Every year, Dr. Richard Packauskas, associate professor in the Department of Biology, assigns a project to collect insects and make a bug collection in his Entomology class. Every year, students will go out and make one as usual, without incident. But when senior Ryan Shofner took that class, he came upon a bug that Pakauskas found very interesting. When they tried to do the categorization, it was decided that the insect was a kind of jumping bristletail, but it didn’t match any known insects that existed in Kansas. Later, they found it didn’t match any other insect in the world.
“What we have is a rare combination of events,” said Dr. Elmer Finck, the department chair of biology. “First, finding a new species is rare in itself. Secondly, you have Dr. Packauskas, who is an expert in different insects, but actually understands the whole complex of insects very well — and was able to recognize that this species was new.”
Shofner’s discovery didn’t end there. When his class ended, Dr. Packauskas him to go on with the project to categorize the new insect. The research he then had to do was the sort of experience that is normally only for graduate students, but was possible for Shofner at Fort Hays.
“I think this project is an example of what makes Fort Hays University Special,” said Jeff Briggs, dean and professor of the College of Health and Life Sciences. “Institutionally, we’ve really tried to emphasize the research aspect. Undergraduate research and the biological sciences as a department have especially been a leader in exposing students to research and scholarly inquiry from start to finish.”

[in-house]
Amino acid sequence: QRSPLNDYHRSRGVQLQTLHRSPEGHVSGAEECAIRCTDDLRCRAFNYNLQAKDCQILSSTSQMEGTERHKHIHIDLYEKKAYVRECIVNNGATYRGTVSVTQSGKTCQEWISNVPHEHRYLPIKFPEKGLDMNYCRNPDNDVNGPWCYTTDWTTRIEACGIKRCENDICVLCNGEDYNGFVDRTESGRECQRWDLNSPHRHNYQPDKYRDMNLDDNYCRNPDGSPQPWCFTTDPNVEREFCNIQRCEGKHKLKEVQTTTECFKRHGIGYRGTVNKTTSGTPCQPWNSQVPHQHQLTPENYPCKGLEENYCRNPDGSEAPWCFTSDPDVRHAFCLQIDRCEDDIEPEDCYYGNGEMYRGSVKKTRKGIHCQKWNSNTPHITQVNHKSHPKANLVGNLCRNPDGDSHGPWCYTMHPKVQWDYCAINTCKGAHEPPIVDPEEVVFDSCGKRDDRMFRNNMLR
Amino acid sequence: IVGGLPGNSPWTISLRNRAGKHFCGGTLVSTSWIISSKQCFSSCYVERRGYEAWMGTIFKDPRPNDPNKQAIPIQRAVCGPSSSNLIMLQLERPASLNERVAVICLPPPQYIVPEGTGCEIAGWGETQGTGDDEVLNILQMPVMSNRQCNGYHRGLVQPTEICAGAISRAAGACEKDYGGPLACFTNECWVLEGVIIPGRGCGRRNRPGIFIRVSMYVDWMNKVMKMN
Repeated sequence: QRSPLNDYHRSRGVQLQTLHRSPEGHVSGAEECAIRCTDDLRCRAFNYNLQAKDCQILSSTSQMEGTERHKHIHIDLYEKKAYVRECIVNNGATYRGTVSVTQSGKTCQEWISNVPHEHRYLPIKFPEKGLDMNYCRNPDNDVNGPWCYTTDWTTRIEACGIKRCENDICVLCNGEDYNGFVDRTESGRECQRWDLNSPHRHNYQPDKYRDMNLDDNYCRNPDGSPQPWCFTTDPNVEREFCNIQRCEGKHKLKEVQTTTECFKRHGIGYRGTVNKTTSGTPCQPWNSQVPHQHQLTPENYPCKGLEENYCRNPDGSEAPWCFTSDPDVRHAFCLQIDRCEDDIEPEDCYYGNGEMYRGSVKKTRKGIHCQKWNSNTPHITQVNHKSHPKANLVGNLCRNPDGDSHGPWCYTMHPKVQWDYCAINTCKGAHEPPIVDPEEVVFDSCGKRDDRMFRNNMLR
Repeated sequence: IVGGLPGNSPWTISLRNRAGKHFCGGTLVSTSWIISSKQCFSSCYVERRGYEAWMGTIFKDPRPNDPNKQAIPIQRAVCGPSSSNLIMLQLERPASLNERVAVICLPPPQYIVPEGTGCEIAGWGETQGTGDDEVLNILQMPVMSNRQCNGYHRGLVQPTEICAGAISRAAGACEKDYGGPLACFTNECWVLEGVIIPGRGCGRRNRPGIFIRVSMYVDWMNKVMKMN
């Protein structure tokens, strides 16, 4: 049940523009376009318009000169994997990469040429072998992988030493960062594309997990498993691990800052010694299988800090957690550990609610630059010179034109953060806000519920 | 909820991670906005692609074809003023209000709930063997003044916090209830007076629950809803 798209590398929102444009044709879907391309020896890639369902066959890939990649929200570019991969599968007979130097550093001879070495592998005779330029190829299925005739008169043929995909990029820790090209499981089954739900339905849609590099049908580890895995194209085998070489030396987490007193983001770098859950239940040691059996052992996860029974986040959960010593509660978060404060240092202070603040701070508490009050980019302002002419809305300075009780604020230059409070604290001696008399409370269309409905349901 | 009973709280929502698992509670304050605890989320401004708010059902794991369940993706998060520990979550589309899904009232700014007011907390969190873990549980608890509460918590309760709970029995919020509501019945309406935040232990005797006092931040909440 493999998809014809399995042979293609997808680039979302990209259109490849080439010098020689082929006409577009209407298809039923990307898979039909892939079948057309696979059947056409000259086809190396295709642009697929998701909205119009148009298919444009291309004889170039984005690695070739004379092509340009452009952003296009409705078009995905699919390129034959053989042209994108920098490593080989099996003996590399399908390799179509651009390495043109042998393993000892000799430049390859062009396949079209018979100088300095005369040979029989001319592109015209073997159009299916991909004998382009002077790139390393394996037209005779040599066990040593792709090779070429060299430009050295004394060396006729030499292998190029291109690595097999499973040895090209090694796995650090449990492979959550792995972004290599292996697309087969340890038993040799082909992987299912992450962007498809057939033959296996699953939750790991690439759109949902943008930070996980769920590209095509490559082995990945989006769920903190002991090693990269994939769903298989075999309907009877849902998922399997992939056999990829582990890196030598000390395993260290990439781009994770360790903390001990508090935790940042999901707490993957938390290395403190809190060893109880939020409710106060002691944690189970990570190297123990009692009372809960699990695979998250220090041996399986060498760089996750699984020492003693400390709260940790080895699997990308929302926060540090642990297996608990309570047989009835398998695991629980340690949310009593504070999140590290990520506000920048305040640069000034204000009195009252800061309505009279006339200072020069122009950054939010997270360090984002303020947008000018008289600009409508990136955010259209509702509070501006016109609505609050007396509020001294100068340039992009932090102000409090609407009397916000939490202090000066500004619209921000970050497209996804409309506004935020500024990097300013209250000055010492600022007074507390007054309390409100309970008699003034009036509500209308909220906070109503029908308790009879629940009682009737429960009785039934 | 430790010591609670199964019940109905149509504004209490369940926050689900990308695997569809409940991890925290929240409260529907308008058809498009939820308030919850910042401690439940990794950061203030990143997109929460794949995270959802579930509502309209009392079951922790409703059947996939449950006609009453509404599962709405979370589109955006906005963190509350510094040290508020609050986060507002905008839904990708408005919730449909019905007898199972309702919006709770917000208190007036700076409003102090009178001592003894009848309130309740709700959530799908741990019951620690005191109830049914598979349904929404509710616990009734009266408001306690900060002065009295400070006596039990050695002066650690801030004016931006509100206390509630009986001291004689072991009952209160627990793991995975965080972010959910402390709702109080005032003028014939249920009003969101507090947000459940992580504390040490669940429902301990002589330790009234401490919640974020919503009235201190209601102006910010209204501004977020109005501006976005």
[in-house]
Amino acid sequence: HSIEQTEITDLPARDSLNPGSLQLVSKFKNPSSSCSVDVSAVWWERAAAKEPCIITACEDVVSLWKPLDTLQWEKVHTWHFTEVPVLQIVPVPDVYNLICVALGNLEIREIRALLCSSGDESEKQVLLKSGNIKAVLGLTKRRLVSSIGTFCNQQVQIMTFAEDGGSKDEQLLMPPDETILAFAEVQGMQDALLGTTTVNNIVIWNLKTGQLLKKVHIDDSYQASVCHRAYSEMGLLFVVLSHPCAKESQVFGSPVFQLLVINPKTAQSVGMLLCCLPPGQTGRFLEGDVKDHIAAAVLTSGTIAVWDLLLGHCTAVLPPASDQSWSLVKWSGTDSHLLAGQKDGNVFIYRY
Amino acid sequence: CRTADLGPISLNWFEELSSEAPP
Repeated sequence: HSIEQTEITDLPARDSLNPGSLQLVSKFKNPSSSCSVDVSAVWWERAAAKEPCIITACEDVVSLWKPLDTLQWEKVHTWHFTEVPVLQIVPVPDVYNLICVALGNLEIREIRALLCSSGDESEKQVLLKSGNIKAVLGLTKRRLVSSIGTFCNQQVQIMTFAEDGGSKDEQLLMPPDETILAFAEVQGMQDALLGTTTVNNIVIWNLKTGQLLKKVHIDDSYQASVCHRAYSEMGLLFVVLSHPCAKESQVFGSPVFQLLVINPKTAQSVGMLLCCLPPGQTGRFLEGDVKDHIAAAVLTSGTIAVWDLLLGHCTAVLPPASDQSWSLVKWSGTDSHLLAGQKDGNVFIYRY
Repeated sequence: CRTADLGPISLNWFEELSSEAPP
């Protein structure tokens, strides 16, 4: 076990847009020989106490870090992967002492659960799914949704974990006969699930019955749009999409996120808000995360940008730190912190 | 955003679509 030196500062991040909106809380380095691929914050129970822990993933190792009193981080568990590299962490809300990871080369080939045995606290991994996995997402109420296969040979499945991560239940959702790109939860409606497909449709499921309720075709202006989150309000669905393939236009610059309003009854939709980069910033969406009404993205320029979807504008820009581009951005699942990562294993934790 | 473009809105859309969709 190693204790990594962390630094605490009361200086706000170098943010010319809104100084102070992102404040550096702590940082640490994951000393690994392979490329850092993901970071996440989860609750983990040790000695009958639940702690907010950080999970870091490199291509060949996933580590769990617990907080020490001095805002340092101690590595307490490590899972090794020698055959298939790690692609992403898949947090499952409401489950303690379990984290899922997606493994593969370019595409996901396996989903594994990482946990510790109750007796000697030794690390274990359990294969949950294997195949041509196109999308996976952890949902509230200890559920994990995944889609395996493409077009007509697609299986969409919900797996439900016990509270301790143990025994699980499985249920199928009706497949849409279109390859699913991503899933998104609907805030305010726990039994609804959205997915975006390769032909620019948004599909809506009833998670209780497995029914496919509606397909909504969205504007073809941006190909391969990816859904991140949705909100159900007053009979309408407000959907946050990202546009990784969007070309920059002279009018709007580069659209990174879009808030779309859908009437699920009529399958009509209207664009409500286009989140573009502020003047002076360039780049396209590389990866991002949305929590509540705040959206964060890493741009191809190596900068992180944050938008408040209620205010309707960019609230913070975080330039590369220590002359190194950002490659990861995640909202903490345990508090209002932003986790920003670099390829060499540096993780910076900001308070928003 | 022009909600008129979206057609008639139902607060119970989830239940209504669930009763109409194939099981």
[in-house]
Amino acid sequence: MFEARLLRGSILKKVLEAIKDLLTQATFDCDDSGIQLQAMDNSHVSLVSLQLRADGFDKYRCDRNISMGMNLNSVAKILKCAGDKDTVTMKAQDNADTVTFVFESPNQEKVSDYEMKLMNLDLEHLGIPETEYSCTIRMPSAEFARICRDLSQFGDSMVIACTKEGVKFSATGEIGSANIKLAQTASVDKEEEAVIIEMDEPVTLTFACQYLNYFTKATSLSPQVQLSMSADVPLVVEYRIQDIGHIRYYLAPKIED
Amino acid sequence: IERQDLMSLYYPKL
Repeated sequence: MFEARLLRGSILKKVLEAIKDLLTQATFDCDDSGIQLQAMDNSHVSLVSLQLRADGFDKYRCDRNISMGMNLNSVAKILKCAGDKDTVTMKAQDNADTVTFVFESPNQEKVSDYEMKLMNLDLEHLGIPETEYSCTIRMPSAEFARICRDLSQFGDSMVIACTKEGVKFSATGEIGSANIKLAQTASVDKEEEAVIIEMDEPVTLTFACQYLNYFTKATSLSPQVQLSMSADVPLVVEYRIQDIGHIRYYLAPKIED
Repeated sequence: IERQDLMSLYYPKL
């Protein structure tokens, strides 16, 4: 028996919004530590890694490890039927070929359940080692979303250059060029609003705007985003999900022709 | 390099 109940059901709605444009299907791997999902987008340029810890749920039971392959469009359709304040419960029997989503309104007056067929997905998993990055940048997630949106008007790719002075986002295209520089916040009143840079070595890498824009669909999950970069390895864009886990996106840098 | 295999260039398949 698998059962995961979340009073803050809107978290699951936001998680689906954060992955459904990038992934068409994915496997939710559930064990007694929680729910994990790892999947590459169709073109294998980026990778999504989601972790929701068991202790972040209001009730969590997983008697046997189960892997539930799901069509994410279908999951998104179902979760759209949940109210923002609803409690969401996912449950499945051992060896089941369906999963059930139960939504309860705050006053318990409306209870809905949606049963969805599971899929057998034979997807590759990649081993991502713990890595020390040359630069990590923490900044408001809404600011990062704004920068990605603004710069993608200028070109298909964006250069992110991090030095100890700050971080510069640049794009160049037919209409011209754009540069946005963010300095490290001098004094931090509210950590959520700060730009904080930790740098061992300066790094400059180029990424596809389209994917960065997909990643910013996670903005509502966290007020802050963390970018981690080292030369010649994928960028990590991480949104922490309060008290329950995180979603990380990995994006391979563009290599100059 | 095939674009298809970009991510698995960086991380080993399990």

Perhaps it is because of this that the scientific name for the bug, Hypomachilodes forthaysi, is fitting. The real reason for its namesake, however, is really because the insect was captured on land owned by Fort Hays.
All in all, the experience Shofner had with the sort of research only graduate students do was partly due to a series of positive circumstances: finding the bug in the first place, and then having a knowledgeable enough professor to realize the insect was totally new. Both of these were a big part of it. But then again, part of the credit undeniably goes to a university that made it possible for Schofner to continue with the project, and had the equipment to do that.
“I think that that value added experience — that is what we try and strive for at Fort Hays State University,” Briggs said. “That’s what’s really on display here today. It is the opportunity for a student to identify a specific area of interest, and the ability to work side by side with a faculty member in pursuing that interest. Going through the entire research cycle within an outcome that we see in publication and presentation today is what makes Fort Hays State University really a special place to live and learn.”